Instead he had to devise a way in which the elephants could do what he described as ‘friendly work’ – work that didn’t interfere with their natural needs to eat and walk, as those tourist-pleasing activities sadly do. Riding, for instance, restricts their ability to search out the foods they need for a varied diet (ideally, he told us, they should eat 200 different plants) and also makes them far too hot and puts too much weight on their backs.

Walking with the elephants

After our chat with Prasop we were given special boots to wear (we were to find out why later!), sun-tan lotion and insect repellent to use if needed, and aluminium water bottles in carriers. We walked down to the riverbank with our guide and were ferried across in a small wooden boat.

Landscape with river and mountains
Crossing the river at MandaLao
Man wading across river
Crossing the river at MandaLao

On the far side we met our companions for the morning, Mahn and Mohn – two of their 13 elephants. We helped to give them their breakfast treat of bananas and then set off across the fields to the forest, followed by our new friends.

Elephants being fed by four people
First meeting with the elephants at MandaLao

Mahn and Mohn recognised each other when they were reunited at MandaLao, and are now together most of the time. Eventually however the team here hope that Mohn might be able to be released into a national park, as she is probably young enough to learn new ways and will hopefully breed and produce babies to help grow the population.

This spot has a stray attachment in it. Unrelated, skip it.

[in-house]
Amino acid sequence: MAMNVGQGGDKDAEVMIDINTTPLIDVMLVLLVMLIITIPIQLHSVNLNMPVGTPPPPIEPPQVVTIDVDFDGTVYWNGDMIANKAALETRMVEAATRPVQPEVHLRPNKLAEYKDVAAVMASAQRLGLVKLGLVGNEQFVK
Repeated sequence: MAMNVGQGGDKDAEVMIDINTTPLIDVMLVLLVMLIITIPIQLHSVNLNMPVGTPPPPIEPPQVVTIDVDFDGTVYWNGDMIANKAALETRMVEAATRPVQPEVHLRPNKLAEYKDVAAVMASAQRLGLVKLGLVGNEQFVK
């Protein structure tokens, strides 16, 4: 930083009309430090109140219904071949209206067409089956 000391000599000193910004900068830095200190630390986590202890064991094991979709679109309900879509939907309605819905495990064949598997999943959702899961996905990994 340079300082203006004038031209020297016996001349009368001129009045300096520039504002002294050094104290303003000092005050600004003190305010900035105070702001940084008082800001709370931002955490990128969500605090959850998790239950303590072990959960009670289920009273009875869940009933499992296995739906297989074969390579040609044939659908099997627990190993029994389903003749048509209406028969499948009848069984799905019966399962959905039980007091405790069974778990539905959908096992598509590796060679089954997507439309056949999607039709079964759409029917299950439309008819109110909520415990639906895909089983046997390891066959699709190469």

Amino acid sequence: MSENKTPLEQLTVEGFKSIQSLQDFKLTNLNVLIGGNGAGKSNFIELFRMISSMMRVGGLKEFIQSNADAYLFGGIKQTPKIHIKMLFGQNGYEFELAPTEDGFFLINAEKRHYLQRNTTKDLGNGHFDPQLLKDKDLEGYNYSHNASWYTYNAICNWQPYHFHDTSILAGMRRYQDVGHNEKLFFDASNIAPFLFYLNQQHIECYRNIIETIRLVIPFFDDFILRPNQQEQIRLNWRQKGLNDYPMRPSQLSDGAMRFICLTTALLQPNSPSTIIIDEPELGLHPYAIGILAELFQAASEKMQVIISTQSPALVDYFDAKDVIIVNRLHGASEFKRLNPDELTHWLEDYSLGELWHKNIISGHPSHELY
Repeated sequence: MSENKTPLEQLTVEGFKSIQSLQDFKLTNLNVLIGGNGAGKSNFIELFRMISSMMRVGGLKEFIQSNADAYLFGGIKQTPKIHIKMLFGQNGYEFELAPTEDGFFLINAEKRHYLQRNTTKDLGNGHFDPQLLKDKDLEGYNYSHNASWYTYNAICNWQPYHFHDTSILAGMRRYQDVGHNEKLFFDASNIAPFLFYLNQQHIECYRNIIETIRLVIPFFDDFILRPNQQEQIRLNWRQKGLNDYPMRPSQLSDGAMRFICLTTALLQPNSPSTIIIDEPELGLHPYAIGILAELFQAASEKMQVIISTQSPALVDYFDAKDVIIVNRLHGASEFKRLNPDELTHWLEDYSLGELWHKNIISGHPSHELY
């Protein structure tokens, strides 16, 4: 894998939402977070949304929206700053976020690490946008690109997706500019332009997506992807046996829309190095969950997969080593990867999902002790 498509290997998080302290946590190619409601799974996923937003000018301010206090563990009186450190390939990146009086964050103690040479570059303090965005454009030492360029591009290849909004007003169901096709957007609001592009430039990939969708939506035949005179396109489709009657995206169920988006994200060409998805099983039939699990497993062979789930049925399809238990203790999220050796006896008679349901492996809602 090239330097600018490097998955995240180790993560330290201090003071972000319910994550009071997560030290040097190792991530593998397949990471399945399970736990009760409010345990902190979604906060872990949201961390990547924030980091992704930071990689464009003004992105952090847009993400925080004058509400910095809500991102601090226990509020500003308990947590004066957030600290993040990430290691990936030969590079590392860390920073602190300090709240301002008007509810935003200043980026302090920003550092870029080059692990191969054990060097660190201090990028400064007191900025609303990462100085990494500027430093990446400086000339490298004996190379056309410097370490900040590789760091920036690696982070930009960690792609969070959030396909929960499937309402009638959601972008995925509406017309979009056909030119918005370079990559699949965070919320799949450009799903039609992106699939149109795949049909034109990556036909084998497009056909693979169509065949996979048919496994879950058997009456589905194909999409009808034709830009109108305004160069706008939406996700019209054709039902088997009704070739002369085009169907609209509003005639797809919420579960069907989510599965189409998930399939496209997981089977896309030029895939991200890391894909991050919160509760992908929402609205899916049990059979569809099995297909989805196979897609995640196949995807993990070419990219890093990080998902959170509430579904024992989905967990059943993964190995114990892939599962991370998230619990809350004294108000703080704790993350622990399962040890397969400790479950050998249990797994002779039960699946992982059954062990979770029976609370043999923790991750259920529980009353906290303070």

We hiked with the elephants through the forest as they hunted for food, had dust baths and later drank at a pool.

Elephants enjoying a dust bath
Elephants enjoying a dust bath
Elephants by a pool
Elephants drinking, MandaLao

The mahouts never use sticks here. As the manager had told us, they don’t use a carrot and stick system, only carrots, or rather bananas and sugar cane, to reward good behaviour. So the elephants set the pace throughout our walk, and we simply went along with them – stopping when they stopped, walking when they walked.

This was a super experience and I hope their ambition of setting this example will produce results, as it seems to be doing.

After a couple of hours we said goodbye to Mahn and Mohn and left them to continue their walk with just the mahouts for company. We made our way back to the river, wading through several streams to get there (hence the need for the borrowed boots, I realised) and across farmland.

Vegetable patch with mountains beyond
Fields at MandaLao

We crossed back over the river to finish our visit with a delicious lunch cooked mainly from produce from MandaLao’s organic garden. It was a chance to relax and reflect on a wonderful morning, happy that we had by visiting made a contribution to the admirable work being done here.

I visited MandaLao in 2020